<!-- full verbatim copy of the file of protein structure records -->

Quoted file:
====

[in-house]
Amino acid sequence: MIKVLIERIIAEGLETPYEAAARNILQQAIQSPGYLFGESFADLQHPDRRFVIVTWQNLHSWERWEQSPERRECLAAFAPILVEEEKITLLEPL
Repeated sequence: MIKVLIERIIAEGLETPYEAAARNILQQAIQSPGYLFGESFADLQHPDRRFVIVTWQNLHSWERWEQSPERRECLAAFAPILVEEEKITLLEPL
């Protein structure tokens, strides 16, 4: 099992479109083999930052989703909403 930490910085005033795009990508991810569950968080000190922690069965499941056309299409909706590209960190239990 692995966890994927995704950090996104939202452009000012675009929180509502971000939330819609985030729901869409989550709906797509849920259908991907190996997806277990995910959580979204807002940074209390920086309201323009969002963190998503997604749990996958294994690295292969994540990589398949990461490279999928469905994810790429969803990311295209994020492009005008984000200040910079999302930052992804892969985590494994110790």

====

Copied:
[in-house]
Amino acid sequence: MIKVLIERIIAEGLETPYEAAARNILQQAIQSPGYLFGESFADLQHPDRRFVIVTWQNLHSWERWEQSPERRECLAAFAPILVEEEKITLLEPL
Repeated sequence: MIKVLIERIIAEGLETPYEAAARNILQQAIQSPGYLFGESFADLQHPDRRFVIVTWQNLHSWERWEQSPERRECLAAFAPILVEEEKITLLEPL
């Protein structure tokens, strides 16, 4: 099992479109083999930052989703909403 930490910085005033795009990508991810569950968080000190922690069965499941056309299409909706590209960190239990 692995966890994927995704950090996104939202452009000012675009929180509502971000939330819609985030729901869409989550709906797509849920259908991907190996997806277990995910959580979204807002940074209390920086309201323009969002963190998503997604749990996958294994690295292969994540990589398949990461490279999928469905994810790429969803990311295209994020492009005008984000200040910079999302930052992804892969985590494994110790």